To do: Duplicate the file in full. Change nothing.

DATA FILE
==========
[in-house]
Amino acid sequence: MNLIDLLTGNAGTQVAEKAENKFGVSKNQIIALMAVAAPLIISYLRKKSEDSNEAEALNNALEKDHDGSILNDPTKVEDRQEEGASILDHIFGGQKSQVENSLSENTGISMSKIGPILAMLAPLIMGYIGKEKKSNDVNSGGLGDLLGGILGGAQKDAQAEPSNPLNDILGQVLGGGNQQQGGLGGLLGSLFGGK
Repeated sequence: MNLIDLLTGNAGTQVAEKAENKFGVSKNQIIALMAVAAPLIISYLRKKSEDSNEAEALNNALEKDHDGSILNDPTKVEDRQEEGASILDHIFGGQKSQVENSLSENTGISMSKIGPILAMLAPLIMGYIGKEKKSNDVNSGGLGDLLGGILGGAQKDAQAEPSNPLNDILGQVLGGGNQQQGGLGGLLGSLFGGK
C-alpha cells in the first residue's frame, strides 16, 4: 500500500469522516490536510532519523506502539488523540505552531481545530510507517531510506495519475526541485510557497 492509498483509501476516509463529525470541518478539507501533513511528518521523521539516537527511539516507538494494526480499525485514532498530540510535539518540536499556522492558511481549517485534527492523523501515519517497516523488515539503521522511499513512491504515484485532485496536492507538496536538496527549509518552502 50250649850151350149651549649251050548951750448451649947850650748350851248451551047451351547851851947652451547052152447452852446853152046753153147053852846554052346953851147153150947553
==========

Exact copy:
[in-house]
Amino acid sequence: MNLIDLLTGNAGTQVAEKAENKFGVSKNQIIALMAVAAPLIISYLRKKSEDSNEAEALNNALEKDHDGSILNDPTKVEDRQEEGASILDHIFGGQKSQVENSLSENTGISMSKIGPILAMLAPLIMGYIGKEKKSNDVNSGGLGDLLGGILGGAQKDAQAEPSNPLNDILGQVLGGGNQQQGGLGGLLGSLFGGK
Repeated sequence: MNLIDLLTGNAGTQVAEKAENKFGVSKNQIIALMAVAAPLIISYLRKKSEDSNEAEALNNALEKDHDGSILNDPTKVEDRQEEGASILDHIFGGQKSQVENSLSENTGISMSKIGPILAMLAPLIMGYIGKEKKSNDVNSGGLGDLLGGILGGAQKDAQAEPSNPLNDILGQVLGGGNQQQGGLGGLLGSLFGGK
C-alpha cells in the first residue's frame, strides 16, 4: 500500500469522516490536510532519523506502539488523540505552531481545530510507517531510506495519475526541485510557497 492509498483509501476516509463529525470541518478539507501533513511528518521523521539516537527511539516507538494494526480499525485514532498530540510535539518540536499556522492558511481549517485534527492523523501515519517497516523488515539503521522511499513512491504515484485532485496536492507538496536538496527549509518552502 50250649850151350149651549649251050548951750448451649947850650748350851248451551047451351547851851947652451547052152447452852446853152046753153147053852846554052346953851147153150947553